5. And residents of Hilo, Hawai'i are used to seeing the backup 747 parked at the Hilo airport when President Obama is on Oahu. You can get to within a couple of hundred yards of it.

  6. Air Force One hasn't flown to Moffett Field in years. I'm not sure why, but the President always flies in and out of SFO now.

  7. The contrast that comes to my mind reading this is between Eisenhower who knew something about the exercise of majesty and power and Kennedy who knew how to project the appearance of it. Personally I have more confidence in the former.

  8. I think Kennedy understood both. His most important examples of that was his handling of the Cuban Missile Crisis, his handling of the Nuclear Test Ban Treaty and his June 11, 1963 speech on civil rights. (The day after the speech on the Test Ban Treaty). He didn't get a chance to fully carry out his presidency.

  9. Personally, we don't care. How many countries wait to see what Canada will do in an international crisis, or any other situation? FYI: Both Eisenhower and Kennedy fought in WWII. Thanks for your input, though.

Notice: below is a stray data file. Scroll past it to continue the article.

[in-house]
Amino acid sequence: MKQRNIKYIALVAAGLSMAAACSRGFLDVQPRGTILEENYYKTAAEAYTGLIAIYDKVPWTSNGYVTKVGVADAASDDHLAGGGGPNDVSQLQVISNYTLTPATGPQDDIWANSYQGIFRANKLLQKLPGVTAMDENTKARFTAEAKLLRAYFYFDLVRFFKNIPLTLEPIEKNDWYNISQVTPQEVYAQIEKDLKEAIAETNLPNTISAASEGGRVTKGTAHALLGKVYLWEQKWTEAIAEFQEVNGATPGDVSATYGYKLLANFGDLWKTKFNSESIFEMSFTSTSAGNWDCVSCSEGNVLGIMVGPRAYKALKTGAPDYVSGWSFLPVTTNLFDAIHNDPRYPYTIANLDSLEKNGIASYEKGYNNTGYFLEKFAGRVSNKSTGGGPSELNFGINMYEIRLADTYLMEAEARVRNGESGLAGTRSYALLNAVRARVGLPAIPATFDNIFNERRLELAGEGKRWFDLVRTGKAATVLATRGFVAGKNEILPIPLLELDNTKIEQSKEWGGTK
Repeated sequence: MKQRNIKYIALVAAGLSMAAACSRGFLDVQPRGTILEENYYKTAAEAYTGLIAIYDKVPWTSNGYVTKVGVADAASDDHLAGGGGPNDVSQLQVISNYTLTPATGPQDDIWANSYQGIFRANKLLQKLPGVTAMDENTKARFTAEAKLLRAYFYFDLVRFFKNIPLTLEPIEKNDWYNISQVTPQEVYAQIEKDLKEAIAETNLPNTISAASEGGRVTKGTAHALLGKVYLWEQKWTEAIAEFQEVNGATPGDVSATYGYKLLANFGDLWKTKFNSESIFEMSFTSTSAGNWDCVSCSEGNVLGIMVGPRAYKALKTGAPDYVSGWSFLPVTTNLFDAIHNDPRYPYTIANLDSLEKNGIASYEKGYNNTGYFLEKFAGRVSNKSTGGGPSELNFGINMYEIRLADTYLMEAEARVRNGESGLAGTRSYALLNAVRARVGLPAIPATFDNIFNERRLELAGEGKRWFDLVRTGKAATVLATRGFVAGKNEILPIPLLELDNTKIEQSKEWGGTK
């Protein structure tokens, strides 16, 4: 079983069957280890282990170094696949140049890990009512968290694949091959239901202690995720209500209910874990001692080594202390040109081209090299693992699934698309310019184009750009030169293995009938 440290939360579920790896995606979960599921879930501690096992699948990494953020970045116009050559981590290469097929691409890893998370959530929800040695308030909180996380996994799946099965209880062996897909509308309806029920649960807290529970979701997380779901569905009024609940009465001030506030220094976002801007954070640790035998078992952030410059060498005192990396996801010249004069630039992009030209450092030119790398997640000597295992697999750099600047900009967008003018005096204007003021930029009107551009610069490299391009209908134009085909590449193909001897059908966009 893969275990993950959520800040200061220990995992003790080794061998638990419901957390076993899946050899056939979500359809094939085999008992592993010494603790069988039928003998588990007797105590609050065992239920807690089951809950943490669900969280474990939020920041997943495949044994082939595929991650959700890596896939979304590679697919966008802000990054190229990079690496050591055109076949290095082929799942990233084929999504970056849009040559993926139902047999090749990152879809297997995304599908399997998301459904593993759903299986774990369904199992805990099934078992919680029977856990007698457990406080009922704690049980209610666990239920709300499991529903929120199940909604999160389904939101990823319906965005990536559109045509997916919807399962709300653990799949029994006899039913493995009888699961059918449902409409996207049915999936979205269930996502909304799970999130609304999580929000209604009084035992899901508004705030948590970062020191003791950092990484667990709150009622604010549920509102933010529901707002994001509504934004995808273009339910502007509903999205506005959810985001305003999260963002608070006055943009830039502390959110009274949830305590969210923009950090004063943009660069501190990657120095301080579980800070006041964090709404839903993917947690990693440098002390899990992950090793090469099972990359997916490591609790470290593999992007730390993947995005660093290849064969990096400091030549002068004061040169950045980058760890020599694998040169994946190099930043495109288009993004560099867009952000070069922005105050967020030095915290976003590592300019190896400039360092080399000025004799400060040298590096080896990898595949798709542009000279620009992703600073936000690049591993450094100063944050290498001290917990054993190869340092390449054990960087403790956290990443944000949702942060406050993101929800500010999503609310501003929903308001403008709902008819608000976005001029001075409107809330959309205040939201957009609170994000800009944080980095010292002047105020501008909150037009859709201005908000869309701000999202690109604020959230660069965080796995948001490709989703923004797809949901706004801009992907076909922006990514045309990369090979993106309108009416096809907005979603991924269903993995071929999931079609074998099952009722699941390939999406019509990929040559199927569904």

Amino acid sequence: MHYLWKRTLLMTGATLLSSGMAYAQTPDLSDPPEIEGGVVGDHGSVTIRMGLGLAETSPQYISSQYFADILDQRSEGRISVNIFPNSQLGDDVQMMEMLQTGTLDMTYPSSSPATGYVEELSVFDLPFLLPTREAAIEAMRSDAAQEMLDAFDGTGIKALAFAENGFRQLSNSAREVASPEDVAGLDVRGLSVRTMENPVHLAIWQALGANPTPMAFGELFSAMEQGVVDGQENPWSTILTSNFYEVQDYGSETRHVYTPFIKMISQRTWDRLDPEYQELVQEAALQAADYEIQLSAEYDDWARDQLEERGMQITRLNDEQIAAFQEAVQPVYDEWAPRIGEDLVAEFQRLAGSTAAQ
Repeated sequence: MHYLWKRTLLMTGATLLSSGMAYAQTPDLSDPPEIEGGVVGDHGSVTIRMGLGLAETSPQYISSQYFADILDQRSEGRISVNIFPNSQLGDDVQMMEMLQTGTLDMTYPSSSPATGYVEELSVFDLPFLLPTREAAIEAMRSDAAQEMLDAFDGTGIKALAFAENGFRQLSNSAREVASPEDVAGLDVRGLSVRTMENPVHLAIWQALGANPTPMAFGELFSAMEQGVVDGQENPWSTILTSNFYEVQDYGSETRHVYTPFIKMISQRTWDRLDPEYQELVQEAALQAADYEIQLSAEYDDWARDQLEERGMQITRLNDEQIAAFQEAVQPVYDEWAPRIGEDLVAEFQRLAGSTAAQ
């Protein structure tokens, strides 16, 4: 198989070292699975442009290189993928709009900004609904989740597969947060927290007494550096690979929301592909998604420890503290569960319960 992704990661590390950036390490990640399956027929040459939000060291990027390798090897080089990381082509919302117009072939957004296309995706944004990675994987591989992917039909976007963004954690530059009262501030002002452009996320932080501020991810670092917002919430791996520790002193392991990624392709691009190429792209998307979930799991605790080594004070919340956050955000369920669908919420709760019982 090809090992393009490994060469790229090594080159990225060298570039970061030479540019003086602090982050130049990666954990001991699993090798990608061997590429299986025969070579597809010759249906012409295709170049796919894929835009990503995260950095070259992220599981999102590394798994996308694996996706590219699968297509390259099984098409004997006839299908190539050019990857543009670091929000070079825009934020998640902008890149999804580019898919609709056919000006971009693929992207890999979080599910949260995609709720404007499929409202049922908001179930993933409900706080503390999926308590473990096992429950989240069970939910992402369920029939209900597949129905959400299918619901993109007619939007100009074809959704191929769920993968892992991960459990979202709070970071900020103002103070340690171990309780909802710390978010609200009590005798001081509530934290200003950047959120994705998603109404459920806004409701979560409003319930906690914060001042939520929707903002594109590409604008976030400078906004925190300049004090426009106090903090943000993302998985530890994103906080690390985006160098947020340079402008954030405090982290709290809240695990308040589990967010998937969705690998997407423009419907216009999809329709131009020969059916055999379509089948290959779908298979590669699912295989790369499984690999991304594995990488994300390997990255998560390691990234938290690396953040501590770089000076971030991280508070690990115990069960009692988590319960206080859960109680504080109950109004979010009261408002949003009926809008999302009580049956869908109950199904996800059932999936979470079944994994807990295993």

10. I remember the 757 version of Air Force One on the tarmac at a local airport, too small to take the 747. What was amazing was the number of people who drove out to take a look at the plane. The president, GW Bush, was elsewhere, and nobody cared.

  11. Mr. Beschloss and NYT editors: I love stuff like this! Please keep 'em coming :-)

  12. I find "the Upshot" column always excellent!

    Thank you Mr. Michael Beschloss for this wonderful piece, which shows not only Jack and Jackie Kennedy's impeccable tastes and styles, but also the great contribution by French-born design genius, Mr. Raymond Loewy.

    We need more legal immigrants like Mr. Raymond Loewy as well as more great presidents and first ladies like the Kennedys!

    Speaking of a great nation founded on Immigration and Rule of Law!

    The Upshot becomes a new Must-Read for me going forward!